The warehouse operator is legally liable to make good any loss of value of the deposited commodity other than that resulting from price changes. The operator’s liability includes loss arising from deterioration in the quality of the commodity (e.g. maize grains growing mouldy and therefore losing value). Theft or damage by fire etc. may also cause losses. In paying the depositor for the loss of value, the warehouse operator is entitled to and can deduct any outstanding storage costs owed by the depositor.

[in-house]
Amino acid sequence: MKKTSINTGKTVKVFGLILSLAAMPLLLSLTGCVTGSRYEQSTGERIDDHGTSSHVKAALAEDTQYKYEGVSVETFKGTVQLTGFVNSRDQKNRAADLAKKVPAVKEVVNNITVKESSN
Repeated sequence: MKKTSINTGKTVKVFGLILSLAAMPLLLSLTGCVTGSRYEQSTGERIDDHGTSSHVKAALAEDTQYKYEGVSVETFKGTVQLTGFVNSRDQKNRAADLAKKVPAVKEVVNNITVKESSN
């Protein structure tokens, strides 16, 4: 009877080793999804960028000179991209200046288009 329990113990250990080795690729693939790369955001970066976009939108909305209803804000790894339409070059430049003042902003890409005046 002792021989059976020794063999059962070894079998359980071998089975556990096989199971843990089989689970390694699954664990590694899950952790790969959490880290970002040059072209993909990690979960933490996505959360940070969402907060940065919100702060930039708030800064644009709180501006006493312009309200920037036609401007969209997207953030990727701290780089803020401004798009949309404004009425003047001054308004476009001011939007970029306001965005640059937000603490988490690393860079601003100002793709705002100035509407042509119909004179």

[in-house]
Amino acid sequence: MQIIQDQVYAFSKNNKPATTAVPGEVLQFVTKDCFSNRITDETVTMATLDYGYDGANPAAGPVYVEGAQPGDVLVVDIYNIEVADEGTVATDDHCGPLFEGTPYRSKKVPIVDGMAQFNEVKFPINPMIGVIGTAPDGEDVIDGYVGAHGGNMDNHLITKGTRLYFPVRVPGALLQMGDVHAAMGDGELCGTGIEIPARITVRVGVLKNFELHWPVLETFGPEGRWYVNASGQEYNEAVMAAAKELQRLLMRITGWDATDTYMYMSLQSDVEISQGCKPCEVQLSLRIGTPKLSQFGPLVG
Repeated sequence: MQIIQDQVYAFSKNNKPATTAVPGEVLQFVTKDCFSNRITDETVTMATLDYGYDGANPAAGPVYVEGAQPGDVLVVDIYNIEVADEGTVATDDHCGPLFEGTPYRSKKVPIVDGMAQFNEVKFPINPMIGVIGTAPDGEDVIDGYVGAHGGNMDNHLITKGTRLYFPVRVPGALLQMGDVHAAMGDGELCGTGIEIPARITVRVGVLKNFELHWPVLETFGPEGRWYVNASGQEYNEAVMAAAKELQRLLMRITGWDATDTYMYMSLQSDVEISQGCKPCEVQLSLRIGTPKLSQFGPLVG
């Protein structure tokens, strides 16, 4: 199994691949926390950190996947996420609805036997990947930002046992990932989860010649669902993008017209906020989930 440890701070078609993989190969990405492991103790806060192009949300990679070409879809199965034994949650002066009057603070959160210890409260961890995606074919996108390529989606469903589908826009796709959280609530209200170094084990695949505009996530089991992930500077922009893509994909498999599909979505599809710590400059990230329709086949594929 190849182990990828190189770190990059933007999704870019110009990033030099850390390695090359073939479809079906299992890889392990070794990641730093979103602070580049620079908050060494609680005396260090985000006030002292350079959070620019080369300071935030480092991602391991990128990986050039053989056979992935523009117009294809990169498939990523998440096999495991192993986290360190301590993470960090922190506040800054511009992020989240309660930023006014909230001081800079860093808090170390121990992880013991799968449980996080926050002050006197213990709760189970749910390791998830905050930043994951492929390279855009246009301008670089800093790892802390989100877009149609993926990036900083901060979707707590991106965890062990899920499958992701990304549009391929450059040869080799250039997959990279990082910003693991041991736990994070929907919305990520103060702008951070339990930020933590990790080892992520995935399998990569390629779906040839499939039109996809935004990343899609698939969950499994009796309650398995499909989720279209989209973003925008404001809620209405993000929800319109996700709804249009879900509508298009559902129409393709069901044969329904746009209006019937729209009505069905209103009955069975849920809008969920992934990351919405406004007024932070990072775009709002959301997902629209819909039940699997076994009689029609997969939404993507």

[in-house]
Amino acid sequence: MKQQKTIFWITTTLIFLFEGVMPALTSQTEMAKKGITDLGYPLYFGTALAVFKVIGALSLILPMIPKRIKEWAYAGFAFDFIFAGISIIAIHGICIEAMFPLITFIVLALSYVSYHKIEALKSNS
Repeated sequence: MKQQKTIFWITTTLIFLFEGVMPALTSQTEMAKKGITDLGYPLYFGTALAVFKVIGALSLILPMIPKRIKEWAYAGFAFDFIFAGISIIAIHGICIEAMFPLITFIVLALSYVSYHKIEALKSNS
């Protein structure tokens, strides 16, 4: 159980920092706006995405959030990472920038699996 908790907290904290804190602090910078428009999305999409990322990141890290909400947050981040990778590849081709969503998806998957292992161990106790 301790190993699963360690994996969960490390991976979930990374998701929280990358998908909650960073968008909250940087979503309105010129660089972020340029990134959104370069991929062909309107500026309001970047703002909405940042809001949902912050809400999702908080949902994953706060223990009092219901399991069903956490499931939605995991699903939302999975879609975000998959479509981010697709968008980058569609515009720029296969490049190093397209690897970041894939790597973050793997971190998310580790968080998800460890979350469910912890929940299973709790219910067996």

Under the WRS it is possible not only to trade by transferring the receipt but also for the depositor to pledge the stored commodity as collateral for a loan. Usually, smallholder farmers and small-scale traders do not own assets which banks and other formal lenders accept as collateral. Hence, a warehouse receipt can be an important means of borrowing. Large-scale enterprises, such as processors and exporters, can similarly benefit when they need to stockpile sizeable volumes of produce (e.g.